Carrying the Burden
Jim was the husband of the couple I introduced Susan to on the week she came back to church. He was also responsible for leading a Saturday morning men’s prayer group. He was sharing with the men about how they could best honor God in the context of their home life and in their marriages; and he told a story of an anonymous woman who had come to church some weeks back who bore the very visible scars of domestic abuse illustrated in having all of her teeth knocked out. The stark reality of the story sent a wave across the room and the discussion that followed was truly amazing.
The men discussed that because it was a man who had abused his wife this way, in some measure it was a reflection of all men, at least in her eyes. They felt a collective personal sense of responsibility for her pain. With the knowledge that Susan was a person of little means, one of the men volunteered to help pay for whatever dental work would be required to restore Susan’s teeth. Other men in the prayer group also responded, and before long, the entire group of men felt that they should share the financial responsibility of the restoration of Susan’s teeth.
Jim was then tasked to take this offer back to the anonymous woman from his story to offer this small attempt to show the love of Jesus and aid in her healing. Her disbelief and general distrust didn’t make it an easy sell, but after some convincing, Susan agreed to have the procedure.
I will never forget the day I saw Susan in the church lobby after the dental work was done. It was a sunny day and we have four skylights in our lobby, but Susan’s smile was brighter than all of them. I had never seen her smile until that day, and it was a smile like no other—she beamed! It made me think about the countenance on the faces of people who were touched and healed by Jesus. It wasn’t just the new teeth. There was something coming from a much deeper place where beauty had been exchanged for ashes and dancing had replaced mourning. She wasn’t the same.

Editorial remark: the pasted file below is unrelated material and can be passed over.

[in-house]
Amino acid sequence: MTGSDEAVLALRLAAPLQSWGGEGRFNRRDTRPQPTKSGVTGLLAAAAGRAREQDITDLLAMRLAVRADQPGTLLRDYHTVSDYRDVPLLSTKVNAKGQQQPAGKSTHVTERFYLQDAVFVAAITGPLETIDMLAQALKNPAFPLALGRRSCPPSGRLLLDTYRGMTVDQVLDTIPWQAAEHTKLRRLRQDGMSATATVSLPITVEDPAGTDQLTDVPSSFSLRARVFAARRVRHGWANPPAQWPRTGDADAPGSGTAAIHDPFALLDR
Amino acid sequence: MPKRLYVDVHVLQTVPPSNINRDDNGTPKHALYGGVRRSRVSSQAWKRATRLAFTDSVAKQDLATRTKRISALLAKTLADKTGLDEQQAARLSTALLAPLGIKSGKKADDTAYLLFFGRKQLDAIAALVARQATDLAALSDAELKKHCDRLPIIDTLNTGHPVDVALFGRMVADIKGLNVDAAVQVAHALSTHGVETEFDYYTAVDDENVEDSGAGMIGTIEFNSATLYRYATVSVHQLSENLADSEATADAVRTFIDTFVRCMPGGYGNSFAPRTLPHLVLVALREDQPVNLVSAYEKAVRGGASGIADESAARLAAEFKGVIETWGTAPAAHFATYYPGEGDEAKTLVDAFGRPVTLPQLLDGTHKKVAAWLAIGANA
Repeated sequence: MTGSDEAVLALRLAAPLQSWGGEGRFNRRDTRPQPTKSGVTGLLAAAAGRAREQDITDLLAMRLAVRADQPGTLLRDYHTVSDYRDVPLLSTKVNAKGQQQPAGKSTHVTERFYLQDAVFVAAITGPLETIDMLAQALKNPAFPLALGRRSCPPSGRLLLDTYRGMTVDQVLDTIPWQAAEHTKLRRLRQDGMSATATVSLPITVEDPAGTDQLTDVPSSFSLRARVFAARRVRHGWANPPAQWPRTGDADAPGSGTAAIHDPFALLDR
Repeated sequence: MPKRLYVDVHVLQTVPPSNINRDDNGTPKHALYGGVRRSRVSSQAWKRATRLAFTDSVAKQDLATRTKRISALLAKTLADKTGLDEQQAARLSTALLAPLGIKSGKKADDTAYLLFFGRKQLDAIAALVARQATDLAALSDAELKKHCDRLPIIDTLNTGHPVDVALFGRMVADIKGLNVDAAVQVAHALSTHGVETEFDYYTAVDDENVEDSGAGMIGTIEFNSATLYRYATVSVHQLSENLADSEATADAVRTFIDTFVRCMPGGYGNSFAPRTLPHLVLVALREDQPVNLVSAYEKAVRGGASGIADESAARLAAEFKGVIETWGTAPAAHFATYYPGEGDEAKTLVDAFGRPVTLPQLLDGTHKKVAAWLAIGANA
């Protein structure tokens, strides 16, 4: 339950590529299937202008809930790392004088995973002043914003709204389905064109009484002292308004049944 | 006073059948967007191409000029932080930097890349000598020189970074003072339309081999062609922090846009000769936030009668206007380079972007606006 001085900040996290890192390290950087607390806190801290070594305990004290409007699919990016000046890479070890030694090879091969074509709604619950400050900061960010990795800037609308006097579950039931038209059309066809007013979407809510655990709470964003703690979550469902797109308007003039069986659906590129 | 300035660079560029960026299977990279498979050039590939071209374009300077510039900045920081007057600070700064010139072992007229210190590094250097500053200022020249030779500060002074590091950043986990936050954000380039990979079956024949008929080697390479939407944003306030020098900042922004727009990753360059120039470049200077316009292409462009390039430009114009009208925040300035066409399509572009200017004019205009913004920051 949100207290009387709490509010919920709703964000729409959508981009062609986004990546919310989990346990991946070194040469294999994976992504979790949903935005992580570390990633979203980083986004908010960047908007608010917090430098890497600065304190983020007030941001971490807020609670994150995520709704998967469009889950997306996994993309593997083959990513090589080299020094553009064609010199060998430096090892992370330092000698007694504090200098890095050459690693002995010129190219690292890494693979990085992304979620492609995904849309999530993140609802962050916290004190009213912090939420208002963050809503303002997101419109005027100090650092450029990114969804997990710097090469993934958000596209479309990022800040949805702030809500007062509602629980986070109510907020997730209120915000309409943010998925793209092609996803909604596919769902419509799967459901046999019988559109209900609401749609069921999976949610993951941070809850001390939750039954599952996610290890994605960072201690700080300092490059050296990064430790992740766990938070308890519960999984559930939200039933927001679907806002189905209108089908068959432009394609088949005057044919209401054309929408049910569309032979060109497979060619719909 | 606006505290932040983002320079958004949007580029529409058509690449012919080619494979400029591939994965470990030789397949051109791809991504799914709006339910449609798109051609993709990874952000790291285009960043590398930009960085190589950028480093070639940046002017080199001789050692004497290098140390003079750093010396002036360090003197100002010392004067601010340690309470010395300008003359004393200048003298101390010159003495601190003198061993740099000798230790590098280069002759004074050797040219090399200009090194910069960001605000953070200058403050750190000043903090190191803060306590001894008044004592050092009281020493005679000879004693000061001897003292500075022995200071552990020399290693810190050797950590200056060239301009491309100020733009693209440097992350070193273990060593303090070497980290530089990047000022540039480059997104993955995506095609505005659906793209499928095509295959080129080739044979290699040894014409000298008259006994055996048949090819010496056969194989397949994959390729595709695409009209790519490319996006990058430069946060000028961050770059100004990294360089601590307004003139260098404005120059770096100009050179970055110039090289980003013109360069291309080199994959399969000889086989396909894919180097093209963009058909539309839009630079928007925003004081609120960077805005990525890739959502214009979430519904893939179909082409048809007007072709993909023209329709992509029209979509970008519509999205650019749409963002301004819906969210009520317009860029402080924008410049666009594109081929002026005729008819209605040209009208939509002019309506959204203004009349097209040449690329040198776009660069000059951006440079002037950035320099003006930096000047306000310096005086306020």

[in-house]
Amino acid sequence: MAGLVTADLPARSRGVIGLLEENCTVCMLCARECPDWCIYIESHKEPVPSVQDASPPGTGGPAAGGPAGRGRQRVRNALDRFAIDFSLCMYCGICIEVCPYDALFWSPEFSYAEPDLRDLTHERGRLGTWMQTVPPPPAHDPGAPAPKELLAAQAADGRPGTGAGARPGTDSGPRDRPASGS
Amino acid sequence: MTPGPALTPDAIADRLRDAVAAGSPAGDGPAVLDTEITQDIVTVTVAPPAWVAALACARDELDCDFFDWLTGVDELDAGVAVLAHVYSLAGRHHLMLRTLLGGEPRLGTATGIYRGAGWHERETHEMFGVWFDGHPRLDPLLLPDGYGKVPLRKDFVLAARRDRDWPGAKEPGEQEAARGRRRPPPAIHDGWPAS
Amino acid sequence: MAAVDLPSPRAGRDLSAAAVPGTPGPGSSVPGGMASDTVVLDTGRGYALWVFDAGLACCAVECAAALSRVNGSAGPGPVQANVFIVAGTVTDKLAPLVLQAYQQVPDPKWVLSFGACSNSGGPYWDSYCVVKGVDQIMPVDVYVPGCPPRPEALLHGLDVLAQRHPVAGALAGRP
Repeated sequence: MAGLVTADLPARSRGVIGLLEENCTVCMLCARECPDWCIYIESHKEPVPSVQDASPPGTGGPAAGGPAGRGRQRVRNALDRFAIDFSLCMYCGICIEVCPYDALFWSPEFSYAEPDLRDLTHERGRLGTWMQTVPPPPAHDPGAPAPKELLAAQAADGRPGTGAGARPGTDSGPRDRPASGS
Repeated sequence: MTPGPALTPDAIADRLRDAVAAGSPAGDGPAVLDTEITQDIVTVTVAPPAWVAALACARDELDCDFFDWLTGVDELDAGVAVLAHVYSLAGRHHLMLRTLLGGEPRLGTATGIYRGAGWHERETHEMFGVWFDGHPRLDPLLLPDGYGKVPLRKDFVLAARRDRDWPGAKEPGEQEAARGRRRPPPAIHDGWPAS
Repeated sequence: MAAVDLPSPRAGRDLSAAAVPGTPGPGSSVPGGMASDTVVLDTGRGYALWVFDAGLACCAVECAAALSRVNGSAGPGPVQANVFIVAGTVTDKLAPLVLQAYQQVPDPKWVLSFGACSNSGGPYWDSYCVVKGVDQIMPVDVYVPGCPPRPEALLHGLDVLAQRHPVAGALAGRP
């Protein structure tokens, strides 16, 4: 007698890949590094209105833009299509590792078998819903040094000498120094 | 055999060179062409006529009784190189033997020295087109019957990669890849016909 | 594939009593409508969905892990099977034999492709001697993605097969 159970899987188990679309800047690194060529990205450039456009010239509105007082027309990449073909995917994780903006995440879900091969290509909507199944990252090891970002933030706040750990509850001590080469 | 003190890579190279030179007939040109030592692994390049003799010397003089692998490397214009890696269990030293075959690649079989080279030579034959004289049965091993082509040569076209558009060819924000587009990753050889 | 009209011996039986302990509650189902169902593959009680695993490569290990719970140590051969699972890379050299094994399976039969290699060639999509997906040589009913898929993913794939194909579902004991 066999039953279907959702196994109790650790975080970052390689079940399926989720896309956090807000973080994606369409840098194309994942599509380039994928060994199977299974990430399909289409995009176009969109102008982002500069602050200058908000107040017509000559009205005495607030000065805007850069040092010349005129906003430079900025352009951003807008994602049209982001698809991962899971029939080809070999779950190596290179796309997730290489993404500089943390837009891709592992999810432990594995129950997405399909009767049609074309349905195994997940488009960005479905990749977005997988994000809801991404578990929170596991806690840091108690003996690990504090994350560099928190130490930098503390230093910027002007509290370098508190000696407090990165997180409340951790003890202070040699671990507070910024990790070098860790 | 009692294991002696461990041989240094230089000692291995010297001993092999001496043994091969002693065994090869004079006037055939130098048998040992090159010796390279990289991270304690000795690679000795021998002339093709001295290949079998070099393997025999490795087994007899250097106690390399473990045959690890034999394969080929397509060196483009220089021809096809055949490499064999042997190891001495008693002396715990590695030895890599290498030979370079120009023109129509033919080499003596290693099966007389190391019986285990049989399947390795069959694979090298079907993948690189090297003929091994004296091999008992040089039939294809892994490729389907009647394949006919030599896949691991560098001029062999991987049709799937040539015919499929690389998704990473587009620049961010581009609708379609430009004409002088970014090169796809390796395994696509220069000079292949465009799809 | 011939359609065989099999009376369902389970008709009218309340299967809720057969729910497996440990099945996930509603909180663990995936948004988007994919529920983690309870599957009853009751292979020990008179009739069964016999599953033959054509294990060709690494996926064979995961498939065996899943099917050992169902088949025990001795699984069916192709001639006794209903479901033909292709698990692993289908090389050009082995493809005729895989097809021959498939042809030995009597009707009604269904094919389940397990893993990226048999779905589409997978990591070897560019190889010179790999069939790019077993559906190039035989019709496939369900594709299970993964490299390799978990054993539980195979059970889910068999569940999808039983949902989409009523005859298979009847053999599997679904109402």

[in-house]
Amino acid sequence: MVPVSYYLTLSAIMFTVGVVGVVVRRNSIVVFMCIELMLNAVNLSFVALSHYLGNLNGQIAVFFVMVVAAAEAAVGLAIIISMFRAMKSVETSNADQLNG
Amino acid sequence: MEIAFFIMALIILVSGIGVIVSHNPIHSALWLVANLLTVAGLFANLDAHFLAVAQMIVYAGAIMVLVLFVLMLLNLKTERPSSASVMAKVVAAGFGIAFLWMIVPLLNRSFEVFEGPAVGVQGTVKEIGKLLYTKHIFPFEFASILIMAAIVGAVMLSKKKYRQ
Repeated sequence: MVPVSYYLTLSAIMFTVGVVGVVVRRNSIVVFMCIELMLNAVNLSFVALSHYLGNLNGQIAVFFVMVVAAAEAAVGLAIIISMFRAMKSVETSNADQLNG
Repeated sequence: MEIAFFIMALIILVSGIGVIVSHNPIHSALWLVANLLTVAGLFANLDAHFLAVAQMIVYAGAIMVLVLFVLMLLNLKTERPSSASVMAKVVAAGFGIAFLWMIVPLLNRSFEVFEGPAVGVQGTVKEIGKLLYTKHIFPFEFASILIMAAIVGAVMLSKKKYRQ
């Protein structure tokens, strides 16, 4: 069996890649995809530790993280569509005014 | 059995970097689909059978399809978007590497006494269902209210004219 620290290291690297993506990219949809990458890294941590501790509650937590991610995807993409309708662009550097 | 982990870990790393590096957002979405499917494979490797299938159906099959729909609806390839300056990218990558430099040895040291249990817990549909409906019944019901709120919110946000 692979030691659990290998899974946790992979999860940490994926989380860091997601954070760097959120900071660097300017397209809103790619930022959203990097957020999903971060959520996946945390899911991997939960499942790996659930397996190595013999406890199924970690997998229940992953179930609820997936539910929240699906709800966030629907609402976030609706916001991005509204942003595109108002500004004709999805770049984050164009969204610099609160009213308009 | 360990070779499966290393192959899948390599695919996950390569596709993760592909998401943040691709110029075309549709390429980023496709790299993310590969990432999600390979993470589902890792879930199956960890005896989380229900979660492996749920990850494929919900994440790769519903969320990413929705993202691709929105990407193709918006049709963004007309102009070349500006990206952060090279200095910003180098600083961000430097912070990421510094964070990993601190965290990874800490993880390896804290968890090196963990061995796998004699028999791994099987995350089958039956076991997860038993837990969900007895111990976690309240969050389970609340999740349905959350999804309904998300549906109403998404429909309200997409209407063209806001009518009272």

Looking for the Broken
I asked Susan if she would be willing to let me share her story with the congregation, and she agreed. Then this invisible person, locked up in the dark recesses of her personal hell said, “I would love to stand up there and say thank you.” The congregation heard her say, “Jesus gave me my smile back!” The tears flowed freely that day at church. People were inspired and most didn’t leave the same way they came in that day.
Susan held on to her smile. She shared it, along with her story, at all of our Celebrate Recovery groups. She also led her own recovery small group.
The love and compassion of Jesus came here for everyone. There are no limits to the words “whoever,” “any,” or “all” when the gospel is shared. I think of the countless Susans who walk in and around our lives every day, almost completely invisible, wondering if there is any hope or help in this broken world. And I wonder how many of us would ask God to give us the ability to see all the broken and hurting everyones, so that every once in a while we could have the eternal blessing of watching Jesus transform a person right in front of our eyes.
Jerry Harris is senior pastor of The Crossing based in Quincy, Illinois, and is the new publisher for The Lookout and Christian Standard magazines.